The Simple Dollar Weekly Roundup: Christmas Decorating Edition

This year, I’m learning about the trials and challenges of attempting to decorate a house for Christmas with a toddler running around. Hang your ornaments high. Make the plug-ins as inaccessible as you can. Do NOT make anything edible low enough for him to reach (bye bye popcorn strands – bye bye candy canes). We’re half-scared to put presents under the tree because they’ll be opened when we aren’t looking. Toddlers are whirling dervishes.

Anyway, here’s the best personal finance stuff I’ve seen come across my browser window lately.

In the Spotlight, Ready for Its Close Up I’ve often talked about the financial benefits of living in Iowa, but many pooh-pooh living in Iowa because of the supposed lack of culture. The New York Times is now talking about Iowa as a travel destination because of the interesting night life, particularly in Des Moines’ East Village. Yes, Iowa is both frugal and a hip place to be. (@ nytimes via bankergirl)

Money Saving Tip: PriceProtectr This post introduced me to the wonderful PriceProtectr service, which I’ve signed up for. Lots of stores offer a price match guarantee – this site lets you just enter the product you purchased and what you paid, then alerts you if someone offers a better deal in your timeframe. Sweet. (@ gather little by little)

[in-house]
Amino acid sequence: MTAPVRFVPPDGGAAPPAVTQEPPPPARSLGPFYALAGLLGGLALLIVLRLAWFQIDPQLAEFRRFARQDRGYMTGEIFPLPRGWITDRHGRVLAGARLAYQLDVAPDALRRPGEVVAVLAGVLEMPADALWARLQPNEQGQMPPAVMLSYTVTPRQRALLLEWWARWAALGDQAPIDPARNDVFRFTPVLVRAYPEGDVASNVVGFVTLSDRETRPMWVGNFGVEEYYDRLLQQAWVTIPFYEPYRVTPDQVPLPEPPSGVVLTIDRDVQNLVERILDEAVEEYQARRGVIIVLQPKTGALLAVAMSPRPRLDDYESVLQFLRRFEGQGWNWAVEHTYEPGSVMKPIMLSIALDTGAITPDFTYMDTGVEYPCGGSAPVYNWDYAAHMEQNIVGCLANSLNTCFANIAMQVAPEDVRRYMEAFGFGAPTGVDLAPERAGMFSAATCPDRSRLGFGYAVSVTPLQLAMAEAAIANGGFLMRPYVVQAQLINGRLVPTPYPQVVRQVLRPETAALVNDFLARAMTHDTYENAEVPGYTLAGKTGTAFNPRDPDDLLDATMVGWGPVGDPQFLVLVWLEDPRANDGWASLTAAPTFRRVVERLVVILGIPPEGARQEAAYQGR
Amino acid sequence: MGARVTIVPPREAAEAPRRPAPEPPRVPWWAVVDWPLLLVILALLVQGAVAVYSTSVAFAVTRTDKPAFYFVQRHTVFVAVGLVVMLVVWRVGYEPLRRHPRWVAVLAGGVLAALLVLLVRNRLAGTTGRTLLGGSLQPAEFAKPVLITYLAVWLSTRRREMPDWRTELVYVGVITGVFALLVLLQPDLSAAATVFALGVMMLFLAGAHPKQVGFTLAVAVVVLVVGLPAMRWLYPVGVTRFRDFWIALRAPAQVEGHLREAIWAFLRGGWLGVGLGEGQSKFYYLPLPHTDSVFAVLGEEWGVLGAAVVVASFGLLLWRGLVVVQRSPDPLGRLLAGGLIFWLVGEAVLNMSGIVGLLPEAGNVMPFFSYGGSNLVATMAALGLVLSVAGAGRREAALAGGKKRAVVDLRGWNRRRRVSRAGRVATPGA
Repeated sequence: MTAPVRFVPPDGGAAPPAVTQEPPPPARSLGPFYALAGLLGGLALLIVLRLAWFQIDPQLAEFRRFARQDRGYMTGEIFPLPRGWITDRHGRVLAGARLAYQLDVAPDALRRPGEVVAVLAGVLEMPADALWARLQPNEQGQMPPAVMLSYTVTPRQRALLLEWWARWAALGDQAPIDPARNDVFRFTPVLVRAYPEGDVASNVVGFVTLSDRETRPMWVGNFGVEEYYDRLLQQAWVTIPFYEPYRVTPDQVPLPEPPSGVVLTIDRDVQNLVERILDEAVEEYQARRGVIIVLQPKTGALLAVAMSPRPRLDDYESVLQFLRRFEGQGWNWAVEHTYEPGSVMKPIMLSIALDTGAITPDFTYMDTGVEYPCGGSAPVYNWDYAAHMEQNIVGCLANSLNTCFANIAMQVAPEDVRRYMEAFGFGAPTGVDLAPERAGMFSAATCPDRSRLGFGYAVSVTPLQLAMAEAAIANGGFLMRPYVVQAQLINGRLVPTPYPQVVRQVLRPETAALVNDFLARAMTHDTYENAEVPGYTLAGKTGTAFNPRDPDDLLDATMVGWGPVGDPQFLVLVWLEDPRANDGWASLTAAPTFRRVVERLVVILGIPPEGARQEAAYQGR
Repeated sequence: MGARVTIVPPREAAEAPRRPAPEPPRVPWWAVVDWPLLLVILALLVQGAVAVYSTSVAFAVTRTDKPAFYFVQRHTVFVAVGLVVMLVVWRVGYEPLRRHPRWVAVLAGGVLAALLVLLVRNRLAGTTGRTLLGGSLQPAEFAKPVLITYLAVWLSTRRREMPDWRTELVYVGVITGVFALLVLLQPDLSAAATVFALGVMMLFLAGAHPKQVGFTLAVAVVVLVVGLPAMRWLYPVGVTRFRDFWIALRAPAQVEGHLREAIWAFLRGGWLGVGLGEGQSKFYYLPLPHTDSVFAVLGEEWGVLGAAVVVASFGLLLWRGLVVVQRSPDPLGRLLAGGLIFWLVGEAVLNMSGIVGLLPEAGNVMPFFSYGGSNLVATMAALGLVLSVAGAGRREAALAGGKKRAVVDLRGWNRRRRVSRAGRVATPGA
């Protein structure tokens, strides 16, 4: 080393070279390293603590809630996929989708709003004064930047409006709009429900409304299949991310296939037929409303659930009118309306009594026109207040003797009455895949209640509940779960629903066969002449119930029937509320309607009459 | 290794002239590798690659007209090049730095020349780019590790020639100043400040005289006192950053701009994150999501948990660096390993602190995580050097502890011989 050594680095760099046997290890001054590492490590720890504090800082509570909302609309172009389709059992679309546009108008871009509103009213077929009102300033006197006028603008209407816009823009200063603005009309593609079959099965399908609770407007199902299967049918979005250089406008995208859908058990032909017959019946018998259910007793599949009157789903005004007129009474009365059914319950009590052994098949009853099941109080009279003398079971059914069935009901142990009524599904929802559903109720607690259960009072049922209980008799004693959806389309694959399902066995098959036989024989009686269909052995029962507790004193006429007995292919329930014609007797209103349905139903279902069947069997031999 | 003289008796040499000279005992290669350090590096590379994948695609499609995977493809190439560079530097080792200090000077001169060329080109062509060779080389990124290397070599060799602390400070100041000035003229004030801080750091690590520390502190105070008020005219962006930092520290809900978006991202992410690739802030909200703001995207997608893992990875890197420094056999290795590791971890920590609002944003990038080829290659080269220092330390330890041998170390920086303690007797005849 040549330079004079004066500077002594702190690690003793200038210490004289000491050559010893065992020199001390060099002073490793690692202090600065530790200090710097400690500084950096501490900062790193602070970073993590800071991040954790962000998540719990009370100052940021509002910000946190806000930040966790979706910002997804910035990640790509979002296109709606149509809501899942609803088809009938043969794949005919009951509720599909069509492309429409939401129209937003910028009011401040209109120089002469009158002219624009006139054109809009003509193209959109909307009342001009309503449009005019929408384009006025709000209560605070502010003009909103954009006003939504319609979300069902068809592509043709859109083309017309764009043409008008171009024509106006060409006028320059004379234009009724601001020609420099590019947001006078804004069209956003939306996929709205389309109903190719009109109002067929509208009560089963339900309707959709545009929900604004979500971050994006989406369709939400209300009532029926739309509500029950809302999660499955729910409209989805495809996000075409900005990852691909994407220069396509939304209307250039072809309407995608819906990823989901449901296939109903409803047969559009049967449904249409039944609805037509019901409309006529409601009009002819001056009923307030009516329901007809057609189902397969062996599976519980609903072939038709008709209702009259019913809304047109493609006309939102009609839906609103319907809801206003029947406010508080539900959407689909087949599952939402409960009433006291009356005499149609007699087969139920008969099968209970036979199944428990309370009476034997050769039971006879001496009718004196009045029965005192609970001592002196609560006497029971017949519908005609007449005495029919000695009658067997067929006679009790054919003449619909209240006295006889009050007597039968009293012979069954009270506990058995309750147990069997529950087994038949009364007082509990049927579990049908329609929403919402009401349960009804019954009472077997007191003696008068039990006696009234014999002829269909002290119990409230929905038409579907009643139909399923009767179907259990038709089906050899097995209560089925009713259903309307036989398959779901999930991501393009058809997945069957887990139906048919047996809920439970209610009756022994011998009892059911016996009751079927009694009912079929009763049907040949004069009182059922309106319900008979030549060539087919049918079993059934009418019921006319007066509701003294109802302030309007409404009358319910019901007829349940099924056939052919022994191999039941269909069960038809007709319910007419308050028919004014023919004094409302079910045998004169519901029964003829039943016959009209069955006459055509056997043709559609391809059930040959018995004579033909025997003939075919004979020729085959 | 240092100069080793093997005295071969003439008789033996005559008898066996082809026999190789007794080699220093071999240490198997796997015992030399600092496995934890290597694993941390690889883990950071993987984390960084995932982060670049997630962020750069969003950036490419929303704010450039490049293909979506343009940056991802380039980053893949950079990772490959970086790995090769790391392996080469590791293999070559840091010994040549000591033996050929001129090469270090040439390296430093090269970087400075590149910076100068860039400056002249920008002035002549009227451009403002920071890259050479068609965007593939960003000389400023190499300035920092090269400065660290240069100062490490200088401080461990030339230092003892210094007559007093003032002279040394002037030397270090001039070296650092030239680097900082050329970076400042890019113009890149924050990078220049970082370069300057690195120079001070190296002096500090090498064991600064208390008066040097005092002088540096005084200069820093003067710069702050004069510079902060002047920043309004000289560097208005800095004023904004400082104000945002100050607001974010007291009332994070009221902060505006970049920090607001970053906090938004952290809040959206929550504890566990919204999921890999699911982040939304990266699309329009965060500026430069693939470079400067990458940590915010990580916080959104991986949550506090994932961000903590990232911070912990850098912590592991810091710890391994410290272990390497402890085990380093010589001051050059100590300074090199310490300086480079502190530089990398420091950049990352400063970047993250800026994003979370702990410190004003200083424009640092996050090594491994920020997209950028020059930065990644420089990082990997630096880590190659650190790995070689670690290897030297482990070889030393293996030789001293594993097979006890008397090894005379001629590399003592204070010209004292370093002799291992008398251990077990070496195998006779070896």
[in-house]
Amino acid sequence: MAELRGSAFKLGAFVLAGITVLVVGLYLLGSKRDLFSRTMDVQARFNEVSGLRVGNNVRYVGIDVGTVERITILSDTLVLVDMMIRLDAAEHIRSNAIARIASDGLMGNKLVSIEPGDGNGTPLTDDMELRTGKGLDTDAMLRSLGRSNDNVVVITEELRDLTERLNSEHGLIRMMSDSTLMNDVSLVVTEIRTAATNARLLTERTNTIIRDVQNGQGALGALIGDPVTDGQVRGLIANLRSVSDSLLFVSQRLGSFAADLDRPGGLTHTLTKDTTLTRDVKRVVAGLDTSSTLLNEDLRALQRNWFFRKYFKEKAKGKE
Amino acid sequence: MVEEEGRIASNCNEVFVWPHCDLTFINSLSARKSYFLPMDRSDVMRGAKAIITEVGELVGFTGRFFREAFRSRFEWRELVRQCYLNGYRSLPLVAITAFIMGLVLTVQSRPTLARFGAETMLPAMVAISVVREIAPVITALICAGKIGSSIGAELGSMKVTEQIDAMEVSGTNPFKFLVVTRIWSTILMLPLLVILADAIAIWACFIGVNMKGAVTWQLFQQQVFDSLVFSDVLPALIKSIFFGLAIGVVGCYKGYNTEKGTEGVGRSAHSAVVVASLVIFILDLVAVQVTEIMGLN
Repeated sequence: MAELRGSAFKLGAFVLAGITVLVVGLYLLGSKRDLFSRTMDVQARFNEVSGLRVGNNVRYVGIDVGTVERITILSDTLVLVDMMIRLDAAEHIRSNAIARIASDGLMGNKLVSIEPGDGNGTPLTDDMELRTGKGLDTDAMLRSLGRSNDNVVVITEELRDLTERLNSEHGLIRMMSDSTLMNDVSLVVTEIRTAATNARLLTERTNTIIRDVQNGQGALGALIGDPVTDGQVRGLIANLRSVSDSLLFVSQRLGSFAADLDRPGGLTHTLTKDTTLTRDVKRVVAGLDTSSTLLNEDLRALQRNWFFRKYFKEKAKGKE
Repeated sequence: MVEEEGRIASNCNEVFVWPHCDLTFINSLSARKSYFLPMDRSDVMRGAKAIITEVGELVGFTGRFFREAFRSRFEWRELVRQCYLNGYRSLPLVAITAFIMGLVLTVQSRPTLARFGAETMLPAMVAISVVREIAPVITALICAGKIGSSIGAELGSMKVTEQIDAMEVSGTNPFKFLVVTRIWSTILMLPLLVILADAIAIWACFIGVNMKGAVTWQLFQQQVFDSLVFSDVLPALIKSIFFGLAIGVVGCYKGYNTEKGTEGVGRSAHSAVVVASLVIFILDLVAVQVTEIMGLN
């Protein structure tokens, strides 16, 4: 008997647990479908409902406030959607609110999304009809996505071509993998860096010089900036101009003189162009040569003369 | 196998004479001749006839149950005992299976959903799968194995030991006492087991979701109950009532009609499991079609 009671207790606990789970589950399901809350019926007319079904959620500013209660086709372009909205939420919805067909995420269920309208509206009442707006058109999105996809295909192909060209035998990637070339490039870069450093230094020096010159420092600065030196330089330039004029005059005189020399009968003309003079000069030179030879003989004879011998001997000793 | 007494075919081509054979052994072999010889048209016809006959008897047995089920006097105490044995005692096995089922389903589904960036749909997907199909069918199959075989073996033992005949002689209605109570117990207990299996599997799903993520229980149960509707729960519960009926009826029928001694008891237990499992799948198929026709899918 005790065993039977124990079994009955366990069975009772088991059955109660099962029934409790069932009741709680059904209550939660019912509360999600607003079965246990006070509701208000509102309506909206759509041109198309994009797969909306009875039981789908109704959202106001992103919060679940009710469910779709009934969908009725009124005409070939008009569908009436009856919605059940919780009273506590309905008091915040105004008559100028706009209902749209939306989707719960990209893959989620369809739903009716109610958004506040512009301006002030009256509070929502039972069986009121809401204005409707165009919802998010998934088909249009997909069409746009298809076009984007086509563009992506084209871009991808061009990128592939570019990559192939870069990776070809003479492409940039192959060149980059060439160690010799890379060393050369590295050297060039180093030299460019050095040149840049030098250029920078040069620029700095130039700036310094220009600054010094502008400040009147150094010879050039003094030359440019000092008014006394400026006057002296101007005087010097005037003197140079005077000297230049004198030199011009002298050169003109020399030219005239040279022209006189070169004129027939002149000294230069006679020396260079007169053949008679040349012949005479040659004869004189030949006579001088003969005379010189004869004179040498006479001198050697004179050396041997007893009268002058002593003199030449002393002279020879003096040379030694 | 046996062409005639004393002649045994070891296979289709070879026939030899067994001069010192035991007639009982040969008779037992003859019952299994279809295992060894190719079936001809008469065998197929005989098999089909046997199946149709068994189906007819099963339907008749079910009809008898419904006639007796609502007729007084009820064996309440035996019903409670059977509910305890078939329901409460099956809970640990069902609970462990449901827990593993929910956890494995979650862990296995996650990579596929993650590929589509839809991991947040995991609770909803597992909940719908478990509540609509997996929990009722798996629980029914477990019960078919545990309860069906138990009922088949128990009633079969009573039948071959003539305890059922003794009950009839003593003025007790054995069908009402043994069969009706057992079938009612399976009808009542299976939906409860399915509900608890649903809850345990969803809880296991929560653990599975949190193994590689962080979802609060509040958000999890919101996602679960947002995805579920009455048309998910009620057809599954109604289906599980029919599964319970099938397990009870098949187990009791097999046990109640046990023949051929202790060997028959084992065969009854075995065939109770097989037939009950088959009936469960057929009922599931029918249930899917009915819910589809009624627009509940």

The Lies That (Some) Financial Advisors Tell It’s amazing how much financial “advice” is perfectly tuned to maximize the wallet size of the broker. Whenever you’re getting dinged on commissions, you’re losing money that you should be earning in returns. (@ five cent nickel)

A Collection of Money Tips for the Holidays My favorite holiday money tip? Develop a separate Christmas budget, then contribute enough to a savings account so that you have that amount when Christmas comes. (@ the digerati life)

The Simple Dollar Retro: How Much Cash Is Appropriate To Carry? How much money do you feel appropriate carrying? It’s a balance of potential emergency need and risk of loss or robbery for me, but what’s that dollar amount that balances these two counteracting forces?

Lessons From My Job Hunting Expedition This really is great advice for people seeking a job – a lot of good material here that happens to overlap with next week’s portion of the book club. (@ money, matter, and more musings)

The Cinnamon Bear: An Annual Holiday Tradition This is a fantastic frugal way to celebrate Christmas. I’ve saved this to my own computer so we can listen to it in future years at home. (@ get rich slowly)

Is Software Development Slowly Killing Me? This is a textbook example of someone really evaluating their career choices and coming to some potentially painful conclusions. (@ lazy man and money)

Invest In Yourself By Learning Things of Value I agree wholeheartedly, and the Guitar Hero analogy is spot on. (@ mighty bargain hunter)